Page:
According to GTM Research’s latest report, PV Balance of Systems 2015: Technology Trends and Markets in the U.S. and Abroad, average global PV system installed costs will fall from $2.16 per watt in 2014 to $1.24 per watt by 2020, a 40 percent decline. Costs will continue to vary by region and market segment, but a combination of balance-of-system innovations will drive cost reductions across the board and ultimately fuel the global solar market to move well past 100 gigawatts by 2020.

FIGURE: Global Installed Capacity and Average PV System Installed Costs, 2013-2020E

Source: GTM Research’s PV Balance of Systems 2015

The report notes that balance-of-system (BOS) costs have come down tremendously. Between 2007 and 2014, BOS costs decreased between 39 percent and 64 percent, depending on market segment and geography. However, BOS cost reductions are not keeping pace with those of modules. For an average U.S. residential solar PV system, BOS costs account for 77 percent of the total installed costs. That’s up significantly from 2007, when BOS costs represented 58 percent and modules made up the remaining 42 percent.

“While declining module costs remain important, innovations in PV power electronics, structural hardware, installation processes, and the integration of PV systems as a whole will be the primary push toward more economically competitive solar in the wake of waning global incentives,” states report author MJ Shiao.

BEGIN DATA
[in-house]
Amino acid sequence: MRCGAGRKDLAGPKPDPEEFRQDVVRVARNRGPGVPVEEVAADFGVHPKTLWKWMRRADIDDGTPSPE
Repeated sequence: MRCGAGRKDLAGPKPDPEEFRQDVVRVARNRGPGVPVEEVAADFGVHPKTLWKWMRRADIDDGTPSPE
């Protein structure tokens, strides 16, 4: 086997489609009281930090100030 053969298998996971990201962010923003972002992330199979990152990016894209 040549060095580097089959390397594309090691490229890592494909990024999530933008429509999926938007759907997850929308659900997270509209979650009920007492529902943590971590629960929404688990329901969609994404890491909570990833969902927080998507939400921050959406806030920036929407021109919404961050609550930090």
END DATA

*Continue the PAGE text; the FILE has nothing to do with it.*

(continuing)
In addition to providing detailed, segmented PV system installed costs and market forecasts, the report outlines how U.S. and global companies are reducing costs for structural and electrical equipment, PV power electronics, installation labor, design and engineering, and customer acquisition. The report walks through key technology evolutions driving reduced costs across all market segments, including the effects of increased module efficiency, distributed PV power electronics, rail-free racking, east-west systems, 1,500 Vdc systems, and one-axis tracking.

“In the solar market of the future, the PV industry can no longer depend on a silver bullet to reduce total system costs. Rather, vendors and installers must look toward the combination of several technology, system design and process improvements to drive increased PV performance at decreased costs,” states Shiao. “While new concepts like rail-free racking or 1,500 Vdc grab the most attention, mundane improvements such as reduced structural foundations or installation-labor compensation strategies are also important considerations for cost reduction.”

Despite rapidly falling costs, GTM Research expects the global PV BOS market -- including all non-module hardware and soft-cost components -- to be valued at $100 billion by 2020.

For more information, download the report brochure here.


MJ Shiao will be presenting additional findings from the report at the U.S. Solar Market Insight Conference in November. See the full agenda and register here.